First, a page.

BBC Television Licensing vans have been spotted in Penarth – as new regulations come into force as from today requiring all people who watch tv programmes on iPlayer via computers or other devices to hold full TV licences.
The vans appear to be pinpointing addresses for which there is no record of a TV licence. They pause outside the address – possibly checking for the wi-fi radio signals emitted by all wireless internet hubs. Each check takes only 30 seconds.
If there is no valid TV licence on record for the premises BBC TV licence investigators will call to interview the householder
The BBC Licensing vans are – controversially – indulging in what is classed as “covert surveillance”. The Comptroller and Auditor General of the National Audit Office says “where the BBC still suspects that an occupier is watching live television but not paying for a licence, it can send a detection van to check whether this is the case. TVL detection vans can identify viewing on a non‐TV device in the same way that they can detect viewing on a television set. BBC staff were able to demonstrate this to my staff in controlled conditions sufficient for us to be confident that they could detect viewing on a range of non‐TV devices”.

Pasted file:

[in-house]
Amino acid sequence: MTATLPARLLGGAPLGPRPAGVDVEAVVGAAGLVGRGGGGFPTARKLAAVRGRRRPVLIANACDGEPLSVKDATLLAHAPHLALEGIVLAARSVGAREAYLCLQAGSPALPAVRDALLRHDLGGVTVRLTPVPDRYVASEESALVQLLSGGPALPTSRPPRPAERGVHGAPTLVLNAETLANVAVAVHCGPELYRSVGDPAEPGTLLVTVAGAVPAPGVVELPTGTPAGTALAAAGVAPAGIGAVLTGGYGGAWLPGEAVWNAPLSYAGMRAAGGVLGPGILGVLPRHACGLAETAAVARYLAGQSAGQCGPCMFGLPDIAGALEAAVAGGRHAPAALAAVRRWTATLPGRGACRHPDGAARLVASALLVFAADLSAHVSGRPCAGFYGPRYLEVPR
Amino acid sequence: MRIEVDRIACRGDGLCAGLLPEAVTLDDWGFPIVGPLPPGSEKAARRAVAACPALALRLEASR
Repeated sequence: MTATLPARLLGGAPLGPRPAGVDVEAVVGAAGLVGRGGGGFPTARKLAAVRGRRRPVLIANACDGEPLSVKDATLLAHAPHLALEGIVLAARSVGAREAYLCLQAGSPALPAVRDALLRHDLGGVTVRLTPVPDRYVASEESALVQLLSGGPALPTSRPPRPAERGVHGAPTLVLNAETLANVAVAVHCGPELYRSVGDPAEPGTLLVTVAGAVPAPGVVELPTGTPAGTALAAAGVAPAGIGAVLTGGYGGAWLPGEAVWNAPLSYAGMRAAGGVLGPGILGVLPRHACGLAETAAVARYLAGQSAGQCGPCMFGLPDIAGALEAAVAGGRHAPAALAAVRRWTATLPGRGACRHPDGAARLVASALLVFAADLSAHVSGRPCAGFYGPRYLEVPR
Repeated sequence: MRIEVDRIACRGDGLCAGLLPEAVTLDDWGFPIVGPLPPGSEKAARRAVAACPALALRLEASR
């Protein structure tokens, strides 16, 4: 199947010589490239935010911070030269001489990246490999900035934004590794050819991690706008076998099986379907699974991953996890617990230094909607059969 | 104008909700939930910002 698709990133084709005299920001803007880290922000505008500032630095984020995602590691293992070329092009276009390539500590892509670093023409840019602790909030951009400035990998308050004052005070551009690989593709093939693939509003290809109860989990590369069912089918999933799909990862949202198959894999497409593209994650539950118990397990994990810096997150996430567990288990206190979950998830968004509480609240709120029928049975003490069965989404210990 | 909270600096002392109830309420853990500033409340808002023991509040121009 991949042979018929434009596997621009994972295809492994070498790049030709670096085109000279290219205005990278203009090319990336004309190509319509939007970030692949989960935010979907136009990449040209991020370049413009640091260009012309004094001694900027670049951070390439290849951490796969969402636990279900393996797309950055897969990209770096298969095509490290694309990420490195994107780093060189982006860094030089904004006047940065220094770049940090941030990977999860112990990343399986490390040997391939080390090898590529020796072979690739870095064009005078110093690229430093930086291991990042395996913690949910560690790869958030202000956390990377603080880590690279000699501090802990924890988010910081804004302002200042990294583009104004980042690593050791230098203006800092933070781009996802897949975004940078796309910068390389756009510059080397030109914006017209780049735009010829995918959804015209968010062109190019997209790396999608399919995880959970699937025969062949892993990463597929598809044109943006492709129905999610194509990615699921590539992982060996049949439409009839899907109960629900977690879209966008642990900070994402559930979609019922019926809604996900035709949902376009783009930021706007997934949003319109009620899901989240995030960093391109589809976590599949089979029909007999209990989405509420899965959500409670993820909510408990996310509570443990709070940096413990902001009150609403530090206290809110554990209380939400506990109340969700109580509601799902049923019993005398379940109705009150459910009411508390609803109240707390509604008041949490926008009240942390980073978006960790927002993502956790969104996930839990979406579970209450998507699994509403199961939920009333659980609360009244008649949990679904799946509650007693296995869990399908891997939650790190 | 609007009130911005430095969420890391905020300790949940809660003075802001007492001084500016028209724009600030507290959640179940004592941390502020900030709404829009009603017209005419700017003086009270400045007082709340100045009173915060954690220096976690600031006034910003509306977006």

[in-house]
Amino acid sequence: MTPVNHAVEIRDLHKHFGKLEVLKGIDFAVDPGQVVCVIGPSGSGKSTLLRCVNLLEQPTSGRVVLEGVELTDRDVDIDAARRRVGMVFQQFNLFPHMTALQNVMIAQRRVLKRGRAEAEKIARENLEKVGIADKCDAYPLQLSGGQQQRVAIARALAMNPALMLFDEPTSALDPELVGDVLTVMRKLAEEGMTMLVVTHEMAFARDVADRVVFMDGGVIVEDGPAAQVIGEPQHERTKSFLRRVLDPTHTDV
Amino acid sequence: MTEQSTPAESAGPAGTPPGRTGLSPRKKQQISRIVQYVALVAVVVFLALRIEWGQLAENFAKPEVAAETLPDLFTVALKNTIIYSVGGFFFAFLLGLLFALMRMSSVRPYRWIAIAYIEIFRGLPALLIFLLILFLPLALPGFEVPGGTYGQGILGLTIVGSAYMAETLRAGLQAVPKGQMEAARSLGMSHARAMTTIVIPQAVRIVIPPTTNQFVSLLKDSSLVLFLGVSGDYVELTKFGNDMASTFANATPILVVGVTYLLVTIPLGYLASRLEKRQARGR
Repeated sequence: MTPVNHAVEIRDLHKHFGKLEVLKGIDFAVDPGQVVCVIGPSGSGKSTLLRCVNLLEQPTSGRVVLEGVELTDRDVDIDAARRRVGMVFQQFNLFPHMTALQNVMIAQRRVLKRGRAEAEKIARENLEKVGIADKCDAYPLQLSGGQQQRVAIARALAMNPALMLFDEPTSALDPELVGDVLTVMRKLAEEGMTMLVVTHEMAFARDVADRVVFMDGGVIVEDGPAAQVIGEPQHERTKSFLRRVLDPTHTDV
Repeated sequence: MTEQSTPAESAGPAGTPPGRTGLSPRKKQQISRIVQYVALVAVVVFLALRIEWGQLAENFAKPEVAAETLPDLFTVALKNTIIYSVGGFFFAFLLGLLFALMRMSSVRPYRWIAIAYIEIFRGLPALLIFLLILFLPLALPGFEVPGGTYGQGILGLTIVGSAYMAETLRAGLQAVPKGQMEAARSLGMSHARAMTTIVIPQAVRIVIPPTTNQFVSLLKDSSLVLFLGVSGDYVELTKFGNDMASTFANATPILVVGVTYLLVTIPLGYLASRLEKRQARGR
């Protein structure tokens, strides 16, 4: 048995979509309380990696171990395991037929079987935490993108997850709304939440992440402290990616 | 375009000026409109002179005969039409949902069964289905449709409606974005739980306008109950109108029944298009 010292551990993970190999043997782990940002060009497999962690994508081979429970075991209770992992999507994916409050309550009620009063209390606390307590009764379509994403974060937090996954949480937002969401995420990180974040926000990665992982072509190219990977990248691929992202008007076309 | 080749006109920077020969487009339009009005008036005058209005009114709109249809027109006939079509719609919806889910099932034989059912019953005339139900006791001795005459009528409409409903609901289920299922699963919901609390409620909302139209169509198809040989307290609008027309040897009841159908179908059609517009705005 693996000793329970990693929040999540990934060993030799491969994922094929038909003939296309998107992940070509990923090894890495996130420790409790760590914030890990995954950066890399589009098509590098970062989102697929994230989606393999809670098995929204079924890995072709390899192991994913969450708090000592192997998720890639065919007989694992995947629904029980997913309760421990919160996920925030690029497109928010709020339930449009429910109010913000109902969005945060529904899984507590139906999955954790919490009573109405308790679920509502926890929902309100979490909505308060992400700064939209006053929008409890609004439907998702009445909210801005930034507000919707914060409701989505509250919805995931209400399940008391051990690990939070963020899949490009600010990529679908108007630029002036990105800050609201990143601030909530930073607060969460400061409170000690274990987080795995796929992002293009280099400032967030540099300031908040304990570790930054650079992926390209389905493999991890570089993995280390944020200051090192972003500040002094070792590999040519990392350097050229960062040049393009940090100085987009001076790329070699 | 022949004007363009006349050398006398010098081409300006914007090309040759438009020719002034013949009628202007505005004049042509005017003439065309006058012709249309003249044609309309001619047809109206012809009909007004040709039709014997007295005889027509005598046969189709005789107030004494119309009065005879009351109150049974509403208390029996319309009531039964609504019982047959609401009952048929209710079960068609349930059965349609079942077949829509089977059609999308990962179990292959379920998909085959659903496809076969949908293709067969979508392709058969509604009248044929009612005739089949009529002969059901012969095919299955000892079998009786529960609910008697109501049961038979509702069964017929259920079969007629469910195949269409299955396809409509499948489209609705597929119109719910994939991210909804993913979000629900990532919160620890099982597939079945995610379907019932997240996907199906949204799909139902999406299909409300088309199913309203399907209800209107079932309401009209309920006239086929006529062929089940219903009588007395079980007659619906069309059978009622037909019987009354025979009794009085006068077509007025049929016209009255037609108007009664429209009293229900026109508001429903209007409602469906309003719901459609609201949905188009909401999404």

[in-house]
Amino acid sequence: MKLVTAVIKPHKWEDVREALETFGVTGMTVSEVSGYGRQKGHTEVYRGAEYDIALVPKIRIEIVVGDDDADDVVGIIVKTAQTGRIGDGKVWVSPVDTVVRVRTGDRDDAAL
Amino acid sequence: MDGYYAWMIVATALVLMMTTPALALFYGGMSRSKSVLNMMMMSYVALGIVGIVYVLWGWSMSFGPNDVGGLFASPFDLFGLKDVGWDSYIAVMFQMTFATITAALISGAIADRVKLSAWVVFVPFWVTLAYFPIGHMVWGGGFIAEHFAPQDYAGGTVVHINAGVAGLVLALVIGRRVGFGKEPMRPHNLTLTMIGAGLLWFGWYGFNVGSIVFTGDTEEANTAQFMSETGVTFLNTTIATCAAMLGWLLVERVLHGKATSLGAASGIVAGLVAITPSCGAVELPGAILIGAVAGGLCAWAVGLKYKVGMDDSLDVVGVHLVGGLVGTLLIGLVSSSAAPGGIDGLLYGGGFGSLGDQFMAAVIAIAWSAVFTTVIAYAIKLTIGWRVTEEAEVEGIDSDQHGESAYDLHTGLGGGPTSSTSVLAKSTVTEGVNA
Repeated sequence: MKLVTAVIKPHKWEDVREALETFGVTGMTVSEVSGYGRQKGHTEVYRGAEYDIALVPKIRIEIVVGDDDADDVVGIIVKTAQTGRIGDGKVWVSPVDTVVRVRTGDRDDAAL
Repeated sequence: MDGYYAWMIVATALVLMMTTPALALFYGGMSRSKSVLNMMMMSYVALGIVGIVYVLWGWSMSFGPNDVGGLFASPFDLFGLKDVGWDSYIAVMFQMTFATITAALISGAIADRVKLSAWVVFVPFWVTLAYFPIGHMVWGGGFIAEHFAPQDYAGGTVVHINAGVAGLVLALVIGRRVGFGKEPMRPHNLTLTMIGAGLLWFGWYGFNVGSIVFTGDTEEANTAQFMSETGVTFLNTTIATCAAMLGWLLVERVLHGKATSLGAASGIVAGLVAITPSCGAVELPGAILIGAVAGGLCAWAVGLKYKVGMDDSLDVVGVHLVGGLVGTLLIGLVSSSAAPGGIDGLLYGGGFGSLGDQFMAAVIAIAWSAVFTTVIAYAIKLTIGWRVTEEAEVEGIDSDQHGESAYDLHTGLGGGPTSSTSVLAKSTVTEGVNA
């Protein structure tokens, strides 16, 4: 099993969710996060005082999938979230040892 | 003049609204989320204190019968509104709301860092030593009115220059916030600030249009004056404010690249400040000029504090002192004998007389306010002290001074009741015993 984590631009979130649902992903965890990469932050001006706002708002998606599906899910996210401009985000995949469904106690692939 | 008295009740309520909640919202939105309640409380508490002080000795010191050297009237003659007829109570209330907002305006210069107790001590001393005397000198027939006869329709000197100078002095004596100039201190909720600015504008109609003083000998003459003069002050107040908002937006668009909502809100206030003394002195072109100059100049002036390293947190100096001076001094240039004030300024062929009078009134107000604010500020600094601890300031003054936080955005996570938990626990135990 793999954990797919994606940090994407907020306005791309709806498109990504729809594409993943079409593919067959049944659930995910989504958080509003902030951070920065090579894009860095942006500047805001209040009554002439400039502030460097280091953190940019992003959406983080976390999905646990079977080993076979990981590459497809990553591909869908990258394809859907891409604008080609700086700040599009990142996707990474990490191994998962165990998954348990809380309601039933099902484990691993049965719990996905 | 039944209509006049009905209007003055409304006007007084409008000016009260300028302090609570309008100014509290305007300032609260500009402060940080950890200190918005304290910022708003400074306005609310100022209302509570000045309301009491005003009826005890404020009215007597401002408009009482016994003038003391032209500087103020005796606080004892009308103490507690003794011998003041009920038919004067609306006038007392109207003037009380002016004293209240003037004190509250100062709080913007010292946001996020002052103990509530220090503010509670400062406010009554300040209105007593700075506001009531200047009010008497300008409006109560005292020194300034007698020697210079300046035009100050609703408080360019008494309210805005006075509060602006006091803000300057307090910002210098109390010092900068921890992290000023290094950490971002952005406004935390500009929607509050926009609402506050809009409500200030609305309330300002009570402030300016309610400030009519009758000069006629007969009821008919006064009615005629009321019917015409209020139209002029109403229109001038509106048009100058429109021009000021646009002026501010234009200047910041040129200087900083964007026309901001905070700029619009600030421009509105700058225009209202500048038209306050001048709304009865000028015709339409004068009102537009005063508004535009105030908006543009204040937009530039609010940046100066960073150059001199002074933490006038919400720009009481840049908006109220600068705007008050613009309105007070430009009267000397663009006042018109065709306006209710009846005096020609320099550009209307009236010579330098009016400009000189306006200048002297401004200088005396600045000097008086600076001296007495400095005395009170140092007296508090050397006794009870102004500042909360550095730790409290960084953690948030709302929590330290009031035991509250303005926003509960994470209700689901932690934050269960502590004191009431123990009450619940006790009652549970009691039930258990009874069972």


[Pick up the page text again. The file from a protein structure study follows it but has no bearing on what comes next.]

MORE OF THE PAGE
The new rules covering the so-called “iPlayer loophole“, came into effect this morning . Previously, only viewers who were watching shows as they were actually being broadcast required a licence. That meant it was legal to watch content after broadcast via the catch-up service without paying the annual £145.50 licence fee.
The new rules are expected to affect younger people who are judged to be more likely to watch tv programmes on smartphones or tablets than via traditional television sets.
The BBC says “The vast majority of households – around 94% – are already licensed so this change will not affect them. ”